Another view of the Quarry, and another unique angle.
Hosta 'Center of Attention' which apparently was living up to its name.
The old Pan Fountain (Carl's light shades on stands) from a fresh point of view.
Not sure what caught the visitor's attention about these hostas.

This is a seedling bed behind the Quarry Hill which has some interesting specimens of ours intermingled with some named varieties with 'Sutherland Gold' sambucus.

Hosta 'Chiquita' with bright spring coloration.

East side of Quarry Hill, with a 'Miss Kim' lilac in bloom.
Another specimen of 'Center of Attention', just a split off of the main plant.
Carl's rotating ball fountain.  We had to take this all apart for the remodel, and now it's plopped in a pile in front of the shop.  We'll have to find a new home for it. 
Northeast side of the Quarry Hill.  I've never taken a picture of this area which is why I was puzzled at first as to whether it is our garden or not.
The Quarry waterfall (such as it is) and goldfish and koi
Hosta 'Sea Thunder', an older variety, but one that caught the photographer's attention.
Tree grate and stained glass window.
The golden moneywort and a Picea abies 'Glauca Pendula' make an interesting combination.

I'm glad no one asked me what variety of 'daisy' these are; they spread from seed, and are quite prolific.  I've had them for years, but don't recall if it was something I grew from seed or a plant I purchased.  They bloom early for us, in May and with repeat in late summer.  I wouldn't consider them invasive, really, but they do get around.
The blue 'Tardig' in the background with one of Carl's stainless tank heads propped up on a PVC pipe with the whole shebang painted rusty red and my friend Brenda's fantastic Dragon Wing begonias planting adding color to the hosta bed.

We had the 574 and the Manley Wrecking Crane parked for demonstration purposes for the tour.  There were a lot of questions about how we placed all the rocks, and there's no better visual aid.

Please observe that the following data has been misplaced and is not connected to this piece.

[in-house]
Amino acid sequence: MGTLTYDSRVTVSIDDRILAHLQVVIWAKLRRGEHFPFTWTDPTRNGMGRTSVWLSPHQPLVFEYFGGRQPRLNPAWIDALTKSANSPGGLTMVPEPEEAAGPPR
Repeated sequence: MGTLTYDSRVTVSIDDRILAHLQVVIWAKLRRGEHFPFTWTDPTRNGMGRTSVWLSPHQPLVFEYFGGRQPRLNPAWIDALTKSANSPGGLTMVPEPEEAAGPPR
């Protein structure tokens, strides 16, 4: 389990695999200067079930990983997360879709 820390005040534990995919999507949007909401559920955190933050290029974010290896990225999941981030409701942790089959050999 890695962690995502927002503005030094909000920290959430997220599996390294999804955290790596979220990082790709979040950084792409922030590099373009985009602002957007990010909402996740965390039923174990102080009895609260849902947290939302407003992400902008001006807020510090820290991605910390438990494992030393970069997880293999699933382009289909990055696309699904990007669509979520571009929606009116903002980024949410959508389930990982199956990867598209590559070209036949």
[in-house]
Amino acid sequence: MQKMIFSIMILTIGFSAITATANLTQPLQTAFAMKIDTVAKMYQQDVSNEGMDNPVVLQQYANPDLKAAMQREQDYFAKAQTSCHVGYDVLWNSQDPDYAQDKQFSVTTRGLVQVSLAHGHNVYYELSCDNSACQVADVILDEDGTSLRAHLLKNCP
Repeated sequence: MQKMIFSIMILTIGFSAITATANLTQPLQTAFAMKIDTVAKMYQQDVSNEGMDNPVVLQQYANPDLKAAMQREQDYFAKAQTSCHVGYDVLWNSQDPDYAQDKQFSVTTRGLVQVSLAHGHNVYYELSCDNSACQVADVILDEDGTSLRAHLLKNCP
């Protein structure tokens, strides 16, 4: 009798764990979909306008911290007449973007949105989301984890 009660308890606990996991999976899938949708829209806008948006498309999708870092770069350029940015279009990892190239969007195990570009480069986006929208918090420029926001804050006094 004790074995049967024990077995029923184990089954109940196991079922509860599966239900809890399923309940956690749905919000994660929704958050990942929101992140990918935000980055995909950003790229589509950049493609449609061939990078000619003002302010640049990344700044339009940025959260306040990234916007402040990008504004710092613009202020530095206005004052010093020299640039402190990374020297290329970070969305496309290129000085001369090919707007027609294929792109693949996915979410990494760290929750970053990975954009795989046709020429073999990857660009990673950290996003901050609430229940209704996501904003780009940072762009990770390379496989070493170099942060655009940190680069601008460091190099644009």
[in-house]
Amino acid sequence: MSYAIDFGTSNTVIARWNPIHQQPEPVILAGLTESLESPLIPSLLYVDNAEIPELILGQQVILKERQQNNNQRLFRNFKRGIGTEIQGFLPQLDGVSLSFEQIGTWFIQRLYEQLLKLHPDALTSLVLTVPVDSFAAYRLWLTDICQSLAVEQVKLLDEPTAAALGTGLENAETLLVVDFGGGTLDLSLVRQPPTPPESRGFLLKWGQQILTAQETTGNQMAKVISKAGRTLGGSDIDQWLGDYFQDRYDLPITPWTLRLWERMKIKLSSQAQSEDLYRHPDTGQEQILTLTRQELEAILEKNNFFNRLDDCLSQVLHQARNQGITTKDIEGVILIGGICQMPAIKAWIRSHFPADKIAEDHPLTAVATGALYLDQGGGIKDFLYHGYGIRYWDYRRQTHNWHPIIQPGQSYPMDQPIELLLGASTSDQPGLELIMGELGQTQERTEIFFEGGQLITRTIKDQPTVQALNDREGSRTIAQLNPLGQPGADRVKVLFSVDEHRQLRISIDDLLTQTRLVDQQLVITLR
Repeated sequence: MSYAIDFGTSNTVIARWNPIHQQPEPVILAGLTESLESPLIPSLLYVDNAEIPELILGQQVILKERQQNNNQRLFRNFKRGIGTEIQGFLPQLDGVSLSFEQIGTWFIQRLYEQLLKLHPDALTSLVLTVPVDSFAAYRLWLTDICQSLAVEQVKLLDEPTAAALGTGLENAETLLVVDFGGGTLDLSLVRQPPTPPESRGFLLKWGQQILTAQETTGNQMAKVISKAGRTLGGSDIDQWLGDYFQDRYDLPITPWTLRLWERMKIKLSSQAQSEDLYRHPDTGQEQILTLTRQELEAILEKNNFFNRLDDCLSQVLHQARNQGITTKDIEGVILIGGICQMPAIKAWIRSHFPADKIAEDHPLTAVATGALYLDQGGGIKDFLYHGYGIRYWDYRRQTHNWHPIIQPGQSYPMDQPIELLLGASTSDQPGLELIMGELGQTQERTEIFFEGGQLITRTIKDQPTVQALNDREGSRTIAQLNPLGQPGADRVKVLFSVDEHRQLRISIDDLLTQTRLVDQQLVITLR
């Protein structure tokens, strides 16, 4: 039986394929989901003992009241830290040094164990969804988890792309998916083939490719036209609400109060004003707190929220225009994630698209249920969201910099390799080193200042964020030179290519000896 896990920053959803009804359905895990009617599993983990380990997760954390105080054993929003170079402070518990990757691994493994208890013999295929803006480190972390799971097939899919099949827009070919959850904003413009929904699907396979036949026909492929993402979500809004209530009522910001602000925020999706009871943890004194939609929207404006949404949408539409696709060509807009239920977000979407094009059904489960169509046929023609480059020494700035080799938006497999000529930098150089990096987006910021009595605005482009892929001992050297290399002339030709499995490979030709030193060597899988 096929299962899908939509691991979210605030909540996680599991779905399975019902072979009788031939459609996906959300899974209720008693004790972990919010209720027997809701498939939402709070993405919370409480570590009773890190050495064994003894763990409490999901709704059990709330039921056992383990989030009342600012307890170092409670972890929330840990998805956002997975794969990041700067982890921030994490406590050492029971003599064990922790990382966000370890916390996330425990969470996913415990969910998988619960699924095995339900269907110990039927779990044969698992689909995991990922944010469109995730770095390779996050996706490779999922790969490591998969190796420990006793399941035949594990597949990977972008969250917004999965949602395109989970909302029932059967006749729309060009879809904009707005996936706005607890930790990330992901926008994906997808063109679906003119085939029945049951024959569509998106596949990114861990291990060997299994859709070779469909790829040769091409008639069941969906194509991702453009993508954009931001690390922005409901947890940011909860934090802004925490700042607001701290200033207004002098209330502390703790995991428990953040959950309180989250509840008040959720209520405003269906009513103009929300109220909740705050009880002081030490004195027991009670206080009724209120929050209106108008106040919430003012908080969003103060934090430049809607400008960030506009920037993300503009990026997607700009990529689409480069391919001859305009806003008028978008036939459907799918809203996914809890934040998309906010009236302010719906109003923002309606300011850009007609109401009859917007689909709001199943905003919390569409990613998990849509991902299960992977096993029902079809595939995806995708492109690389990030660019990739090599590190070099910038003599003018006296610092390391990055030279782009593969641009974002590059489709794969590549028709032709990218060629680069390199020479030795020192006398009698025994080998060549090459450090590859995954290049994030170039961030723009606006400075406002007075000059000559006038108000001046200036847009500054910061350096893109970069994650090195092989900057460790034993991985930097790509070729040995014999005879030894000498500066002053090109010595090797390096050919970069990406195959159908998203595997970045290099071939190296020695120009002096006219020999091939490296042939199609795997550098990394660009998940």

Yet another view from the top of the Quarry Hill with convention guests in the background (and our house, which doesn't look anything like that anymore.)

The entrance garden at the front of the house doesn't look like this any more either, but we're anxious to renovate it again now that the construction is done.

Hosta 'Designer Genes'
One of Carl's stainless rings waiting for a stained glass insert.
Hosta 'Captain Kirk' with a painted fern.
Random hostas and rocks.
Left to right: Serbian spruce 'Picea Omorika', Picea Abies 'Pendula Glauca', Picea pungens 'Fat Albert',  Thuja occidentalis 'Sunkist' and some rocks.
I think what caught their eye here was the tufa wall in the hosta bed.
The Pachyberm on the west side of the house with a 'Louisa' weeping crabapple.

Our 1930's Aeromotor windmill.
Hosta 'Lady Isobel Barnett' on the East Quarry Hill with a bunch of dwarf conifers.
The Lane Bed and a mix of hostas, ferns and rocks.
Middle of the Lane Bed, with some miniature hosta cultivars.
The Stone House still waiting completion..........
Random 'holey' rock folly.
Hostas and rocks on the Lane Bed, hosta 'Liberty' is the flashy one in the middle with the white margins.
Hosta 'Choo Choo Train'.

Hosta 'King Tut'
The Shop Bed.

We spent weeks sprucing up the garden for the convention, so it was nice to see a visitor's perspective after all the hard work. 

 I doubt we will ever have as many visitors again in one day, so we look at this one as our Last Big Hurrah.  It was fun while it lasted.  We're not getting any younger and my joints are not what they used to be.

But we have the next generation coming up, and who knows?  Audrey may want to follow in her silly grandparent's garden shoes.

She has a great love of rocks already, she's always collecting special specimens wherever she goes. 
                  There is always hope for the future.  

Before we know it, summer will be here.  Brighter days are ahead. :-)